Between prepping the nursery, babyproofing the house, and taking care of all of your everyday tasks, there are tons to do before your baby arrives. Consider adding one more thing to your list: a babymoon! It’s a final opportunity to spend a few days relaxing and focusing on fun before the big day arrives, and it’ll give you strength to make it through those last difficult weeks of pregnancy.
When it comes to pregnancy vacations, a few things are out of the question: Scuba diving, anything that might come with a hard impact, and anything overly strenuous are best reserved for later on, when you’re looking for ways to have fun with your family. Consider these alternatives:
- The spa visit of a lifetime, with plenty of pampering, delicious food, and opportunities to nap.
- A relaxing beach vacation complete with beautiful sunsets.
- Rent a lakeside cabin. Swim, read that novel you’ve been holding onto, and enjoy the fresh air.
- Can’t travel far? Stay at a local B&B where you can relax away from the pressures of home.
- Camping in forest, mountain, riverside, or anywhere outside the engagements of city life.
Camping is often the last thing women consider for a babymoon vacation and is quite challenging as well, but having a comfortable sleep under the pristine moonlight is magical. There are a few things which you must keep in mind once you have decided to camp.
Timing is Everything
Whether you’re just now dealing with unpleasant week 9 pregnancy symptoms or just beginning your second trimester, it’s a great time to make some plans. Besides deciding on a destination, it’s important to look at timing. You probably won’t feel like traveling later in your pregnancy when your body is larger and more ungainly; the good news is that you’re likely to feel energetic and experience fewer symptoms during your second trimester.
The American Congress of Obstetrics and Gynecology (ACOG) recommends travel between the 18th and 24th weeks of pregnancy, so long as your doctor approves. This is the ideal time to camp in the nature’s lap, hit the beach, explore historic sites, or takes a long, meandering road trip with stops to visit friends and loved ones along the way.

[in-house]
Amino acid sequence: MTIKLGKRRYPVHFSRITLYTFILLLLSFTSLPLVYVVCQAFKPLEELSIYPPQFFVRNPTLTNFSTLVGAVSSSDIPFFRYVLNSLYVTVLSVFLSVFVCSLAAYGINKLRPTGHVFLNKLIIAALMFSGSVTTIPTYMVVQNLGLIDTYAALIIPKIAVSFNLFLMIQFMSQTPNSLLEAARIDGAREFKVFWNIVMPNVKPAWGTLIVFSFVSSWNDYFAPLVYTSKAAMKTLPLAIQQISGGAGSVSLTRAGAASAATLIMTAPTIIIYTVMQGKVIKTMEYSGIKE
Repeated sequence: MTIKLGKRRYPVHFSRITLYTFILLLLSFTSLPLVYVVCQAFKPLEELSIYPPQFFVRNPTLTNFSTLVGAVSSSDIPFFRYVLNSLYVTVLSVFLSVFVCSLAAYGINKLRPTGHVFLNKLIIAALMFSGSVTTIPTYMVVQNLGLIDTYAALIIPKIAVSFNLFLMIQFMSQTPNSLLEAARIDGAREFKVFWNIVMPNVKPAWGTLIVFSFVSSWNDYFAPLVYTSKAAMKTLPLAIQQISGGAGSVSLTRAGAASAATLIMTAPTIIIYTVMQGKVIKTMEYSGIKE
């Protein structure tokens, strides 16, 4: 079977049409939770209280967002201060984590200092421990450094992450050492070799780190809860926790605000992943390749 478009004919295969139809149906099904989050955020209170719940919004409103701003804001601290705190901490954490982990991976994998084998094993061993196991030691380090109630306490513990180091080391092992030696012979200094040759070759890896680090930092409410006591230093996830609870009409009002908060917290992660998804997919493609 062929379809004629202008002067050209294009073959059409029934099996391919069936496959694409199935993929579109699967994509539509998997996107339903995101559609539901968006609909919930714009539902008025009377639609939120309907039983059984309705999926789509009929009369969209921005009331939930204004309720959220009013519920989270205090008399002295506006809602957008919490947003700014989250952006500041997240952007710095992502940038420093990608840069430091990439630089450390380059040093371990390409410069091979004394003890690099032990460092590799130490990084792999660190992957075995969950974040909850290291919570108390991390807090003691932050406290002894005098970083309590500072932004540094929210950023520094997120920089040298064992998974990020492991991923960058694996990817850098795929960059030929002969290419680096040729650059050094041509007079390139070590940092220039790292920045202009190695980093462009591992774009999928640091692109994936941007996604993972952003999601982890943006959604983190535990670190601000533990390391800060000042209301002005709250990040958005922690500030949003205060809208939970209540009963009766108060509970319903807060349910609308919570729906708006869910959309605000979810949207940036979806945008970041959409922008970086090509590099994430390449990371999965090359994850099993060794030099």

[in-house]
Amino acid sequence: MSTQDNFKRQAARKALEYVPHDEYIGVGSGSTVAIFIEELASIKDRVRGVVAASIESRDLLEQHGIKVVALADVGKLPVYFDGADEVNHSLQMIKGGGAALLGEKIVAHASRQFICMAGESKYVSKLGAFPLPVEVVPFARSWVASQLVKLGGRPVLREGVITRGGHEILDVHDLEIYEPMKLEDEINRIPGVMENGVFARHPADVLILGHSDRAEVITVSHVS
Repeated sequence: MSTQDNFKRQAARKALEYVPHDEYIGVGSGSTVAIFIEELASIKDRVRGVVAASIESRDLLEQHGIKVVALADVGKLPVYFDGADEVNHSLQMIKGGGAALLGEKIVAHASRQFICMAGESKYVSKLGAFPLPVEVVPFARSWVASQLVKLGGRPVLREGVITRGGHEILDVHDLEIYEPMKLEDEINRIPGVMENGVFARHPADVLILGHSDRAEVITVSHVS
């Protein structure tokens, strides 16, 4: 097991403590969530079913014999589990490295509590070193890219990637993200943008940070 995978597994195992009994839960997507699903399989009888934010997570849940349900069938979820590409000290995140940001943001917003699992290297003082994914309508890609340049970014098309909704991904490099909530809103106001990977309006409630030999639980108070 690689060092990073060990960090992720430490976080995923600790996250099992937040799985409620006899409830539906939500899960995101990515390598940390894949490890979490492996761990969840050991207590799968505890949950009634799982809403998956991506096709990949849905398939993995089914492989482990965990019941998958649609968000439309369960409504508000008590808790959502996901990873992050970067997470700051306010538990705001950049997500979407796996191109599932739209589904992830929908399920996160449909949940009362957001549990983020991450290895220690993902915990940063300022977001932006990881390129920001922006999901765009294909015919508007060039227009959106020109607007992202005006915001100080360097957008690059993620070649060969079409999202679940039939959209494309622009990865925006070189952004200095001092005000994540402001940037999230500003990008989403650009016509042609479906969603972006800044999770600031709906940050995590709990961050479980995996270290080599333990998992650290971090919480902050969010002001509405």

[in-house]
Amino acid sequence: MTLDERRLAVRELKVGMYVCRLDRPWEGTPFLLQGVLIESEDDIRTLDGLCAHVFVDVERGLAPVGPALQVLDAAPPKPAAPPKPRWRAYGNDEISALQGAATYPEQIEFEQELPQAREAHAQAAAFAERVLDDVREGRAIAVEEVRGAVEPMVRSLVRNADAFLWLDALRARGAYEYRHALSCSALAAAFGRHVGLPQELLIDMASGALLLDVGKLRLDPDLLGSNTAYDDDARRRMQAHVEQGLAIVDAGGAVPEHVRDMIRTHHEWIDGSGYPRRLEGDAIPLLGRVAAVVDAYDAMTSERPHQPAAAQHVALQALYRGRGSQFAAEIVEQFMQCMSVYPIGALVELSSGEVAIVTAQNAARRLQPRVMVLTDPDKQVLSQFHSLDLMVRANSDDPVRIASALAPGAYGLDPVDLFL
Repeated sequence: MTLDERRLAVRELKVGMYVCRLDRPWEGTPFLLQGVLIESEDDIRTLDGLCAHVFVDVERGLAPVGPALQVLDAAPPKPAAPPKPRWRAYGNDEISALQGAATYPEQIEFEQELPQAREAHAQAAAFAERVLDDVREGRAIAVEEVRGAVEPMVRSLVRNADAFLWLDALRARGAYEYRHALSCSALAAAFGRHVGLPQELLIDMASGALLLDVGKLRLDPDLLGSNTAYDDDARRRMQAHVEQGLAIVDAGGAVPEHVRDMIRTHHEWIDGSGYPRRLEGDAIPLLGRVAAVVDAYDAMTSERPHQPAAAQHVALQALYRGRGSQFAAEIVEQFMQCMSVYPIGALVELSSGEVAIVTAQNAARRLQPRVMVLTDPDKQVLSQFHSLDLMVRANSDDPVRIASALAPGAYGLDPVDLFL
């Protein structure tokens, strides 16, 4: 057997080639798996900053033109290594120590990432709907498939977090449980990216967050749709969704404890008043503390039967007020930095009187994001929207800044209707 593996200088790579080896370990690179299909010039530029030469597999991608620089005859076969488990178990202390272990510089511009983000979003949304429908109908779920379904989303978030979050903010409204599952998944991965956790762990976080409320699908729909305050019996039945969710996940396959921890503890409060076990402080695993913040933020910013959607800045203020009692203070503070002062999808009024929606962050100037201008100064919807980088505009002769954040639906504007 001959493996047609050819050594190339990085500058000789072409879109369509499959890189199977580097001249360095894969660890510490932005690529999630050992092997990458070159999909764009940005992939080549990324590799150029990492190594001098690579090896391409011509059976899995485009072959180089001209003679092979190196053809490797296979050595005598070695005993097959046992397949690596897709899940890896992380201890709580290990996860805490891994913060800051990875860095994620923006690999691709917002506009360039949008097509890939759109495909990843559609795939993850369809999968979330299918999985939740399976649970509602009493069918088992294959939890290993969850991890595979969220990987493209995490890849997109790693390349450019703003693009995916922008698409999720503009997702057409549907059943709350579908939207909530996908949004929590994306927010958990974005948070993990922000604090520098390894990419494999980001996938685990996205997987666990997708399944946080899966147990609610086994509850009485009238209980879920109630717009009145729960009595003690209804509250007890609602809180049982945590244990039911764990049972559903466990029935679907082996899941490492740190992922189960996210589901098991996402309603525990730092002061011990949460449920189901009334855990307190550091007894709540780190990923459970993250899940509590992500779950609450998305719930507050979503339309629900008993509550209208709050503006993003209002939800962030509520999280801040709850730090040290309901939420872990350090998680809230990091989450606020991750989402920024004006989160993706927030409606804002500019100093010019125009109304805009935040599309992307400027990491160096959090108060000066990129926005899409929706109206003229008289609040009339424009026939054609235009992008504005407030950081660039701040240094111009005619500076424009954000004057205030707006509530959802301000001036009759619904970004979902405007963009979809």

Babymoon Planning Tips
You’ll want to be sure that your pre-baby vacation goes off without a hitch. Careful planning is key:
- Share your pregnancy vacation ideas with your doctor to be sure that he or she has no concerns. Be sure that your travel dates don’t overlap with your pre-planned prenatal appointments.
- Make plans early, and try to leave some extra room in your itinerary so that you can rest and relax along the way.
- Consider that exotic destinations might not be ideal for a babymoon. For example, some areas are home to mosquitos that carry the Zika virus or malaria; others might require pre-travel vaccinations. Others take you to altitudes greater than 12,000 feet, which the CDC discourages.
- Is it OK to fly? In most cases, it’s fine to travel by air up until your 36th week of pregnancy. The earlier you go though, the more comfortable you’re likely to be. The airline seats that normally feel fine are likely to be a tight fit after your 2nd trimester comes to an end.
- While choosing the site for camping, choose a site which remains under shade for long hours of the day, in the absence of which your camp will become too hot to stay.
- Camps are prone to bugs and mosquitoes. So make sure you carry mosquito repellent along.
- Your water intake increases during pregnancy. Make sure the campsite supplies enough and clean water. Additionally, it is a good idea to carry a few gallons of water.
- Make sure your campsite has working bathroom and is clean.
- Carry healthy snacks like almonds and granola bars, which will keep you energized throughout the day.
- Be sure that you’ll be able to access medical assistance immediately if you need it, and double-check to ensure that your health insurance is accepted at the facility you have in mind.